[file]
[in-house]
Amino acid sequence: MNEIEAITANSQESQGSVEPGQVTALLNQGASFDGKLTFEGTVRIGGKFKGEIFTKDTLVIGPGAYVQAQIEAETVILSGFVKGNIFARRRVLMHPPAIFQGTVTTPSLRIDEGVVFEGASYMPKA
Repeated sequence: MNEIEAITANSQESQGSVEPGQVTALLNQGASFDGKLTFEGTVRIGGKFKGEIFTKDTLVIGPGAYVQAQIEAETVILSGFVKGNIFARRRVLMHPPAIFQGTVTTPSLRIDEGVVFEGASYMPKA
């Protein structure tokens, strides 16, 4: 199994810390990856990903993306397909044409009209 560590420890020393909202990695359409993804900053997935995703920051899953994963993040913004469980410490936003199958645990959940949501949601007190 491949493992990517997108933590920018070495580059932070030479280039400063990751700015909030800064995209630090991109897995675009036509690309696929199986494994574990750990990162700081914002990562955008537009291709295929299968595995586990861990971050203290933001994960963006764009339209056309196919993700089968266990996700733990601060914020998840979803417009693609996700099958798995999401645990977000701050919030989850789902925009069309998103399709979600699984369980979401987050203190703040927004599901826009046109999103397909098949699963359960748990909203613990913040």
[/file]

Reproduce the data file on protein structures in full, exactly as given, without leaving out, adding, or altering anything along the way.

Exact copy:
[in-house]
Amino acid sequence: MNEIEAITANSQESQGSVEPGQVTALLNQGASFDGKLTFEGTVRIGGKFKGEIFTKDTLVIGPGAYVQAQIEAETVILSGFVKGNIFARRRVLMHPPAIFQGTVTTPSLRIDEGVVFEGASYMPKA
Repeated sequence: MNEIEAITANSQESQGSVEPGQVTALLNQGASFDGKLTFEGTVRIGGKFKGEIFTKDTLVIGPGAYVQAQIEAETVILSGFVKGNIFARRRVLMHPPAIFQGTVTTPSLRIDEGVVFEGASYMPKA
């Protein structure tokens, strides 16, 4: 199994810390990856990903993306397909044409009209 560590420890020393909202990695359409993804900053997935995703920051899953994963993040913004469980410490936003199958645990959940949501949601007190 491949493992990517997108933590920018070495580059932070030479280039400063990751700015909030800064995209630090991109897995675009036509690309696929199986494994574990750990990162700081914002990562955008537009291709295929299968595995586990861990971050203290933001994960963006764009339209056309196919993700089968266990996700733990601060914020998840979803417009693609996700099958798995999401645990977000701050919030989850789902925009069309998103399709979600699984369980979401987050203190703040927004599901826009046109999103397909098949699963359960748990909203613990913040």